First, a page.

It is one of the of the most iconic views of Cambridge University set around a pristine lawn that has been carefully maintained for centuries.
But now the sloping grass verge that sits between King’s College Chapel and the River Cam and has been neatly manicured since the 1720s has been transformed into a blooming wildflower meadow.
The spectacular transformation, which will last for the next three months, has come about as a result of an initiative to promote biodiversity and includes harebells, buttercups, poppies and cornflowers.
It is hoped that the project will attract a variety of new insects with temporary paths also constructed to allow visitors to get a close-up view of the array of beautiful bright wildflowers now blooming in the Spring sunshine.
Wildflowers are blooming on the pristine lawn at King’s College in Cambridge which has been neatly manicured for 300 years
The grass has been neatly mown since the 1720s and an area of the lawn is now a wildflower meadow to support biodiversity
The initiative, started by Geoff Moggridge, a fellow from the college, in 2018, received a groundswell of support from Head Gardener Steve Coghill, the Gardens Committee and the Fellows of Kings, and now the project has become a reality, with a section of the lawn turned into a wildflower meadow.
The famous view of King’s College Chapel is popular among tourists looking to get the perfect snap for their Instagram and other social media pages.
But after 300 years of the grass being kept in pristine condition, the gardeners removed the well-established ‘keep off the grass’ signs to carry out the project.
Mr Coghill told the University’s website in January: ‘Grass lawns are essentially monocultures so it will be incredibly rewarding to instead create a biodiversity-rich ecosystem to cherish and enjoy, and in a time of climate change and fear of loss of species it is becoming more important.
‘Once it is all flowering it will be spectacular; there will be a riot of colour in the summer.’
Photographs showcasing the wildflower meadow with the backdrop of the College’s famous Chapel have been published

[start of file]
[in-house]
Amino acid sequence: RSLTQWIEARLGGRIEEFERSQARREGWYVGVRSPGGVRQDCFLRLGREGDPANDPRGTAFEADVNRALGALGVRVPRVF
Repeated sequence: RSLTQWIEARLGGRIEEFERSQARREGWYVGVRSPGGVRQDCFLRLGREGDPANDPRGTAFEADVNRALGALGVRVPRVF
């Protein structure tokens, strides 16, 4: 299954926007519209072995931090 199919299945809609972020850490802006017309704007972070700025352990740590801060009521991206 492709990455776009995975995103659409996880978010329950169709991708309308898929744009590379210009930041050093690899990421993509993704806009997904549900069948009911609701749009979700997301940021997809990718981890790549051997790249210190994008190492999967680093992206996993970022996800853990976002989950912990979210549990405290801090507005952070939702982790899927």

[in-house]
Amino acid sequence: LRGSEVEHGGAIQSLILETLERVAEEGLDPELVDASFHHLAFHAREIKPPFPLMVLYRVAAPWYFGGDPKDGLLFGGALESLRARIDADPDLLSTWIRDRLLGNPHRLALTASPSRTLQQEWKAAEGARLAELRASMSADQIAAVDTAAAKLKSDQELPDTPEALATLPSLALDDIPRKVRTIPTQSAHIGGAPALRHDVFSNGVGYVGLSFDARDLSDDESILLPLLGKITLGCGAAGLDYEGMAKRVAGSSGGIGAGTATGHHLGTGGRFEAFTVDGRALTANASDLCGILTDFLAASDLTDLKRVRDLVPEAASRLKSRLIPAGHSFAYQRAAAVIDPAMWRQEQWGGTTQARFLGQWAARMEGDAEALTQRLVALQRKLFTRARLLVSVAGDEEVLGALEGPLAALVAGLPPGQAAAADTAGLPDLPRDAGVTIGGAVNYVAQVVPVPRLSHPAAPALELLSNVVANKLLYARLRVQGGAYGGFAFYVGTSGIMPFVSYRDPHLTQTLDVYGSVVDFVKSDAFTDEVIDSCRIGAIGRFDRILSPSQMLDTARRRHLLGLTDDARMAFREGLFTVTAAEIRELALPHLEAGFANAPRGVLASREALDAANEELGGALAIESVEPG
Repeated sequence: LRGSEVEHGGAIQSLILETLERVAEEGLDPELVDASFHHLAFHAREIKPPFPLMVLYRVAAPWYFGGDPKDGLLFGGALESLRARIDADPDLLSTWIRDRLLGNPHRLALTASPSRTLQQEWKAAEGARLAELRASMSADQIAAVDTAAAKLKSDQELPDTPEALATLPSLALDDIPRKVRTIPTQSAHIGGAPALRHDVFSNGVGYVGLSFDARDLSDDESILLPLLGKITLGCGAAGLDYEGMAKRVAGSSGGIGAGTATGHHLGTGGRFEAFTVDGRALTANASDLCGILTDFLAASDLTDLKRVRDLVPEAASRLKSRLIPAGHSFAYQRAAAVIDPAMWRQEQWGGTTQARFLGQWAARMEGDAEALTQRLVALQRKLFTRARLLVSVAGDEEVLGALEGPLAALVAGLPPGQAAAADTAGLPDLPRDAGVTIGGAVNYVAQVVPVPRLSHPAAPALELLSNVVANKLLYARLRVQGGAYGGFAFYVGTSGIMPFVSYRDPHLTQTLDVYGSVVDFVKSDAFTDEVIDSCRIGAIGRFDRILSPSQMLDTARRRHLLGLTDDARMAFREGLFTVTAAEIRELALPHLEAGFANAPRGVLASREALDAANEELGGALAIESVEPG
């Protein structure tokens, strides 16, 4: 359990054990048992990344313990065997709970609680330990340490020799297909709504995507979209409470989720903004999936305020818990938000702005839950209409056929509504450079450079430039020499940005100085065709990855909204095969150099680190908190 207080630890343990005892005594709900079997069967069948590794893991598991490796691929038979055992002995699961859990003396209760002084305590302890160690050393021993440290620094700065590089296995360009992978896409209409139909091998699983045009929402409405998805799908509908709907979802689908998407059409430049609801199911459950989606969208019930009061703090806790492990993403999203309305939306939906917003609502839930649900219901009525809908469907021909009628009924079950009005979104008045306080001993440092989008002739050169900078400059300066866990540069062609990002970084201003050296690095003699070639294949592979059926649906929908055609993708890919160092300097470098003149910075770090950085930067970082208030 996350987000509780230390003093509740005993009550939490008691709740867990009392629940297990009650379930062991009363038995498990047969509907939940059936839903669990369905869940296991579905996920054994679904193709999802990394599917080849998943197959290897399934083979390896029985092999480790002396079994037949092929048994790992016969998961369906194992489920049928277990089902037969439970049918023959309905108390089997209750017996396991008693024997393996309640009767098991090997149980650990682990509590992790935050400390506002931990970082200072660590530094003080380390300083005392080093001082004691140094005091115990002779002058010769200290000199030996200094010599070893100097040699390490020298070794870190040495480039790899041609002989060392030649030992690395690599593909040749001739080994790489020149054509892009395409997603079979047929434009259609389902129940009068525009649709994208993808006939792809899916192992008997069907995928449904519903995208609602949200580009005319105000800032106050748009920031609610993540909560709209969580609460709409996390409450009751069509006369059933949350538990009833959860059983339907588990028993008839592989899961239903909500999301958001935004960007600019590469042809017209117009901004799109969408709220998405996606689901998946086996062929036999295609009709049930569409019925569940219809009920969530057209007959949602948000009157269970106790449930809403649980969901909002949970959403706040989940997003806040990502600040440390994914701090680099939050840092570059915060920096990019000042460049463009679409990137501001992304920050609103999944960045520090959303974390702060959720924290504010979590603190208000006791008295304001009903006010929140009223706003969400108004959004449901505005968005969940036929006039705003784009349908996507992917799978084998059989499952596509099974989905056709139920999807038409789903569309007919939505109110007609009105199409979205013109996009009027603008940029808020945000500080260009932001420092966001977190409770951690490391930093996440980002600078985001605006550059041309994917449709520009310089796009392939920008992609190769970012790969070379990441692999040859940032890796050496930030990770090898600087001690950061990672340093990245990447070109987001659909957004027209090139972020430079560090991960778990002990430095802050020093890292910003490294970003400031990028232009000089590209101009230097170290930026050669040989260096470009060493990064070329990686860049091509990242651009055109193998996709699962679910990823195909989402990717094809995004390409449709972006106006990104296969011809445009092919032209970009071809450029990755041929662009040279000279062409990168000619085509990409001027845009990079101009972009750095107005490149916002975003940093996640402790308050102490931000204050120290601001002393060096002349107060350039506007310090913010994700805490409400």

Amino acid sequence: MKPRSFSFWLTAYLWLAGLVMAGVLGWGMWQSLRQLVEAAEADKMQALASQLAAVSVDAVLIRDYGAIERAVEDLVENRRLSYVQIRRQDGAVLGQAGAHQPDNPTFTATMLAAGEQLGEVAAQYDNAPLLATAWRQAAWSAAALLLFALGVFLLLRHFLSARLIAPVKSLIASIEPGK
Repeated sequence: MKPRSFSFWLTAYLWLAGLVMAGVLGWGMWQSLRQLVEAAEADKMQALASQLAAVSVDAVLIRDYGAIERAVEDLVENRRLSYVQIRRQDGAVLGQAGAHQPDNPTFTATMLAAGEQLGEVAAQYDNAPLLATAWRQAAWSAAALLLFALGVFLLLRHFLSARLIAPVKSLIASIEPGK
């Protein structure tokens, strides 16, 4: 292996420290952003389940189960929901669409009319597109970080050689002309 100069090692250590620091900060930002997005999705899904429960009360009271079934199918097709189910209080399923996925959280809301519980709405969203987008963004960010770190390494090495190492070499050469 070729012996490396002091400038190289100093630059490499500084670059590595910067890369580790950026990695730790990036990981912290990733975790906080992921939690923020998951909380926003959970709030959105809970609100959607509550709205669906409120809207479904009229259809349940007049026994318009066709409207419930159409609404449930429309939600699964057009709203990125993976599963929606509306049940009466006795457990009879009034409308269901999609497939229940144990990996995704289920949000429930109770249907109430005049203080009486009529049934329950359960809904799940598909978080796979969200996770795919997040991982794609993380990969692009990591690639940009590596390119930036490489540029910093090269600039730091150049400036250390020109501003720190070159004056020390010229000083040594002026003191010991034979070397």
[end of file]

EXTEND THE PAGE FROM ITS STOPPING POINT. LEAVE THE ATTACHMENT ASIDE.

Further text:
The college hopes the flowers will attract a large variety of insects, which are crucial to healthy ecosystems
For 300 years, the lawn has been kept in pristine condition before a 2018 project saw part of the grounds transformed. This picture was taken before the lawn was converted into a wildflower meadow.
Once the wildflowers have finished flowering they will be harvested for hay and the lawn will be mown again. Then next year the process will be repeated.
Caroline Fitton, spokeswoman for the Wildlife Trust in Cambridgeshire, told the BBC in January: ‘More establishments are realising it’s pointless having a green space monoculture which no-one is allowed or encouraged to use.
‘Anyone walking through will be delighted to see buzzing bees, butterflies and other pollinators all enjoying a new habitat. It’s currently very species-poor grass, with few invertebrates of interest, so using native, sustainable meadow plants is a superb replacement.’
The King’s College in Cambridge was founded in 1441 by King Henry VI. The College’s original site was north of the current College, between the present Chapel and Senate House Passage. The College was later sold to the University, which went on to demolish most of it apart from the gateway arch close to Clare College.
Bright wildflowers, including harebells, buttercups, poppies and cornflowers are now blooming in the Spring sunshine
Once the wildflowers have flowered they will be harvested for hay and the lawn will be mown again the following year
The iconic view of King’s College Chapel with its perfect lawn sloping down to the River Cam is one of the city’s best-known images and hugely popular with tourists
It is thought that sheep and horses may have been the most effective way of keeping the lawns prim and proper before the creation of the mechanical lawnmower in 1831.
Alumni of King’s College include poet Phineas Fletcher, Sir Robert Walpole, a former Prime Minister, John Bird Sumner, a former Archbishop of Canterbury, and Zadie Smith, a novelist and essayist.
Source: Daily Mail – Articles